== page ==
2RJG943 LEVERKUSEN - Fabio Carvalho of RB Leipzig during the Bundesliga match between Bayer 04 Leverkusen - RB Leipzig at DE Bay Arena on May 27, 2023 in Leverkusen, Germany. AP | Dutch Height | GERRIT OF COLOGNE

Liverpool facing Fabio Carvalho decision after Leipzig fail to deliver on ‘promise’

With Fabio Carvalho failing to secure the game time hoped on loan at RB Leipzig, Liverpool could be forced to make a tough decision on his future in January.

On the face of it, Fabio Carvalho‘s summer loan switch to RB Leipzig looked to be an ideal move for a young player in desperate need of game time.

Jurgen Klopp had already informed the 21-year-old prior to the transfer window opening that he would not be part of his plans for the 2023/24 campaign.

And though Liverpool’s preference was for a loan to a fellow Premier League club, Carvalho pushed instead to head to Germany for entirely understandable reasons.

For starters, it was hard to see why a club mired in the bottom half of the English top flight would commit to developing a loanee, given the obvious pressures of their position.

What’s more, the Bundesliga boasts a strong recent record of honing young talent, while the opportunity to play in the Champions League was also on offer in Saxony.

2RJG8JM LEVERKUSEN - Fabio Carvalho of RB Leipzig during the Bundesliga match between Bayer 04 Leverkusen - RB Leipzig at DE Bay Arena on May 27, 2023 in Leverkusen, Germany. AP | Dutch Height | GERRIT OF COLOGNE

Unfortunately, while Carvalho’s logic for making the move to Leipzig was inarguable, the first four months of his stay have fallen well short of expectations.

From 18 games across all competitions so far this season, the youngster has managed just two starts and, with eight substitute appearances included, a meagre 234 minutes.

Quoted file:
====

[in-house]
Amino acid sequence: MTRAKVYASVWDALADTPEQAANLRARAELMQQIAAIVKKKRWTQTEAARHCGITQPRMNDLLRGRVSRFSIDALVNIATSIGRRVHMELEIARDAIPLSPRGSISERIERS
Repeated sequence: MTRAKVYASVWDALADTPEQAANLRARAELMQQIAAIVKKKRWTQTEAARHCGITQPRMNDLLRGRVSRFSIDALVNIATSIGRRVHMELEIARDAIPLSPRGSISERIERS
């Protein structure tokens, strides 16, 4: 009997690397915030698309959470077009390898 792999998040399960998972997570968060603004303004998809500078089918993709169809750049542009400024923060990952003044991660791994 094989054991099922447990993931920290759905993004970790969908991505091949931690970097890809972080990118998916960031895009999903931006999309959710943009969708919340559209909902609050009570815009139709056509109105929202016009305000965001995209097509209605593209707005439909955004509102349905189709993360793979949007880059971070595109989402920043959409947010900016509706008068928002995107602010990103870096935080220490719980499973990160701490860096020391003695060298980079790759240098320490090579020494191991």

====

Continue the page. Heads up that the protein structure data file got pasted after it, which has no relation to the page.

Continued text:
He has featured in just one of the last four Bundesliga games and has also played once in four Champions League group games.

That is not a return that has proven particularly helpful in terms of his development, or making the point to Klopp that he is ready to make an impact at Anfield.

Neither is it what Carvalho was promised by Leipzig, who could not have been more enthusiastic in their pursuit of his signature over the summer.

LIVERPOOL, ENGLAND - Monday, August 15, 2022: Liverpool's Fábio Carvalho during the FA Premier League match between Liverpool FC and Crystal Palace FC at Anfield. The game ended in a 1-1 draw. (Pic by David Rawcliffe/Propaganda)

As they had been when the player left Fulham, the German club were extremely keen on striking a permanent deal, before being forced by an obdurate Liverpool to accept only a loan.

Yet that just makes it all the more bizarre that they have not backed up that eagerness by showing faith in Carvalho once the season started.

After a slow start, the forward was given assurances that things would change following the first international break in September, when it was expected he would have acclimatised to a new league and the demands of a new manager.

But while Carvalho went on to start in back-to-back wins in league and cup, he was just as swiftly returned to the role of bench-warmer.

His situation can hardly have been helped by the shock departure of a key ally in sporting director Max Eberl, who was in constant contact in those early months before being relieved of his duties amid links to Bayern Munich.

Still, even had Eberl remained, the club’s plan for Carvalho has been hard to decipher, since they quickly followed up his arrival by loaning another hugely talented youngster in need of game time in the form of Paris Saint-Germain’s Xavi Simons.

The Dutchman profiles very similarly to his fellow loanee and has been preferred in both wide and attacking midfield roles since the start of the season.

Simons is now Leipzig’s most regular source of goals, scoring six and assisting eight in 18 games, while only three outfielders have played more minutes.

LONDON, ENGLAND - Saturday, February 25, 2023: Liverpool's Fábio Carvalho arrives before the FA Premier League match between Crystal Palace FC and Liverpool FC at Selhurst Park. (Pic by David Rawcliffe/Propaganda)

And whether that has been justified by performances or not, the end result is that Carvalho’s growth is being stunted just as badly as it would have in the event he had stayed at Liverpool.

Ultimately, this is a situation that suits neither player or club, and for which a solution must surely be sought in the event there are no major changes before January.

The alternative is a lost year for a player whose talent has not been diminished by the most testing 18 months of his fledgling career.